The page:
- Encourage identities to communicate constructively with each other
- Promote identity integration
Therapists talk about 3 phases when dealing with DID patients.
Phase 1 involves the use of self-hypnosis to encourage relaxation, getting them to imagine a safe place, and offering them ego-strengthening suggestions.
In Phase 2, subjects are asked to see their memories play out on a screen, so they can assess the memory objectively.
Regression techniques are also used to help subjects access the memory in the first place.
Phase 3 is where the reintegration takes place, where subjects are asked to rehearse possible future scenarios in an attempt to avoid a relapse.
In these later phases, subjects can be taught to visualize an internal meeting place where the various identities can come together and solve problems.
You might recognize many of these techniques as being part of the 3 R’s associated with the Ledochowski Protocol, which are:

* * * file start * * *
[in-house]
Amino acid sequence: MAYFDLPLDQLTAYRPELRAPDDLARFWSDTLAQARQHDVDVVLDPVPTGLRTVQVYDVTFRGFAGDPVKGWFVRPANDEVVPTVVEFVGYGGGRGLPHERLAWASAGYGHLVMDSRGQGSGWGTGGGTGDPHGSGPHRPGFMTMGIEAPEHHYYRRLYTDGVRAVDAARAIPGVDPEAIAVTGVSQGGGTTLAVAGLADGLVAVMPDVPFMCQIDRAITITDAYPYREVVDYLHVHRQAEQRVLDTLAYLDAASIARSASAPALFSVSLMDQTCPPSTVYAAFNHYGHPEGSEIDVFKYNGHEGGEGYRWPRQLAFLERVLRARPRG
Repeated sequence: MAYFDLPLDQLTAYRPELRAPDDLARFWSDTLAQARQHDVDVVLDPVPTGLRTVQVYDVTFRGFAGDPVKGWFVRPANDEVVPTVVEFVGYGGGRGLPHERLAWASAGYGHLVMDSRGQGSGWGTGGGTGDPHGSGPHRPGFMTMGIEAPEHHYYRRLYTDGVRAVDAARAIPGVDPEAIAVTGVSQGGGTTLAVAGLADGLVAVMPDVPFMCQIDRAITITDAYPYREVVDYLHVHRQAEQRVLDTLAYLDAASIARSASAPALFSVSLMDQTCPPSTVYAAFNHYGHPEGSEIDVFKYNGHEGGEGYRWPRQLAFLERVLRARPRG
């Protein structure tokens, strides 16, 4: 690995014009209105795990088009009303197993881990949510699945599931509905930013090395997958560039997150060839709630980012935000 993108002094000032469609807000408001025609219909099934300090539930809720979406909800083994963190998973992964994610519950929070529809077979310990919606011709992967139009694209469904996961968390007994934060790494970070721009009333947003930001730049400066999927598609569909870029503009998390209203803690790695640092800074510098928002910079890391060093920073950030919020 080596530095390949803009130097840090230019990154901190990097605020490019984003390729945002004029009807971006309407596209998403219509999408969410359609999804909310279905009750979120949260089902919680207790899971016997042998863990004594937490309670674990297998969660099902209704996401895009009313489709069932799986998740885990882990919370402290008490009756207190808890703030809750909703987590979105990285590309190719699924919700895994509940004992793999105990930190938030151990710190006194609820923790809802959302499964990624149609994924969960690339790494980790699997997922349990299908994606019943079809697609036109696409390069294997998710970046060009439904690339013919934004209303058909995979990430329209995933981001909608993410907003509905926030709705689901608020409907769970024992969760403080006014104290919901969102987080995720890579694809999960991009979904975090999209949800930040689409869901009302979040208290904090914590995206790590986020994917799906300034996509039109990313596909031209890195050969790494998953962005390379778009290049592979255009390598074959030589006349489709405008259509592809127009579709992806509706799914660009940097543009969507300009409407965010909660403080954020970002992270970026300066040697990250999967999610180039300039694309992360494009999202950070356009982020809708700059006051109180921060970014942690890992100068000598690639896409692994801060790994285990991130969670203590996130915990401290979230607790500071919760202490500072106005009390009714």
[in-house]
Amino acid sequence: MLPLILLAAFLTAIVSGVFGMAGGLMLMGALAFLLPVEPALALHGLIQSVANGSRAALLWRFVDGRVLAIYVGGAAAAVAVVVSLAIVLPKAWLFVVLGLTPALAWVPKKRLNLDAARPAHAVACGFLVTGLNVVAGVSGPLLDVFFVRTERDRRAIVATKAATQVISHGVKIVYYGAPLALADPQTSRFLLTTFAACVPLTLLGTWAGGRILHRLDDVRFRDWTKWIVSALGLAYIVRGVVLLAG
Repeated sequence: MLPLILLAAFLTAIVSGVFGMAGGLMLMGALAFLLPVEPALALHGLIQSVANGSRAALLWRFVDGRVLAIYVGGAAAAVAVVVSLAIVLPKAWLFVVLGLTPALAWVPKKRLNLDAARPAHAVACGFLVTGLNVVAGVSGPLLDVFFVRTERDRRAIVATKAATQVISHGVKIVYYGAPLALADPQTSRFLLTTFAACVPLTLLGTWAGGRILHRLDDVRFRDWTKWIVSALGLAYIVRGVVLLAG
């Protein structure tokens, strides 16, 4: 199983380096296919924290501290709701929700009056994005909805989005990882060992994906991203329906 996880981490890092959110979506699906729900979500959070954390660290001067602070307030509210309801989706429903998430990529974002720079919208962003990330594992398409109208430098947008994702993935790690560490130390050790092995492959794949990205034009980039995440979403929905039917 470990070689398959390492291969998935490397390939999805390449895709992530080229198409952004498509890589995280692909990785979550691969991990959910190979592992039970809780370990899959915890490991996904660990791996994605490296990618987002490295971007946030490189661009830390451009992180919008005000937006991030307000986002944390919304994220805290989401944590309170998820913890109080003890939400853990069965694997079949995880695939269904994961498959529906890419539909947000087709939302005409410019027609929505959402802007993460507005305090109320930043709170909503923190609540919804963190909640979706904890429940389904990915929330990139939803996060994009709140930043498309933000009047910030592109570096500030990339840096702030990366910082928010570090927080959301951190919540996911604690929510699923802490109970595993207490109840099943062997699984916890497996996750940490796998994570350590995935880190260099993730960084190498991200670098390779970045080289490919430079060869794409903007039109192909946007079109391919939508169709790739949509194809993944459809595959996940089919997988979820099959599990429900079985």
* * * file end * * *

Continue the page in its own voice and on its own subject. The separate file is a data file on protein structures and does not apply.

1. Revivify – reliving a memory with all the emotions you felt at the time, but being aware that you’re actually in the present
2. Regress – going back to a time in the past so that you believe you are actually there, the same age and time as when the experience originally happened
3. Reintegrate – bringing the resources from the past into the present so they can help the subject move forward in a more positive way
These phases also have their counterparts in some of the typical hypnosis techniques you might be familiar with.
Uses Of Hypnosis With Dissociative Identity Disorder
How does hypnosis fit as a potential treatment for DID? To find out, you only have to look at some of the information above.
It’s a well-known fact that every hypnosis induction starts off by getting the subject relaxed. That can be done via the hypnotist or by using self-hypnosis.
Part of the session might also include the two Boiler Plates, employed as bookends at either side of the induction.
Boiler Plate 1 has the following elements:
- Sounds arounds you – an instruction not to be distracted by any sounds the subject might hear but to instead go even deeper into trance
- My voice follows you – an instruction for them to stay connected with the hypnotist’s voice so as not to wander off into their own fantasy world